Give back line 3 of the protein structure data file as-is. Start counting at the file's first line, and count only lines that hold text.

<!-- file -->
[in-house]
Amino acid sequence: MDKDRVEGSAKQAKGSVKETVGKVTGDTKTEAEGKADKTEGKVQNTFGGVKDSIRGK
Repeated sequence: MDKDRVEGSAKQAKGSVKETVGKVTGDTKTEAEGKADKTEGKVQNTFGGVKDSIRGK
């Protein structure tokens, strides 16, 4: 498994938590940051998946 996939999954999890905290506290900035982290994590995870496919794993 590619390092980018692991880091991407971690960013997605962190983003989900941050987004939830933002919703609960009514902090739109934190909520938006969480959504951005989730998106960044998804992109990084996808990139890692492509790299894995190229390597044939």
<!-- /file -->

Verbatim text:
Repeated sequence: MDKDRVEGSAKQAKGSVKETVGKVTGDTKTEAEGKADKTEGKVQNTFGGVKDSIRGK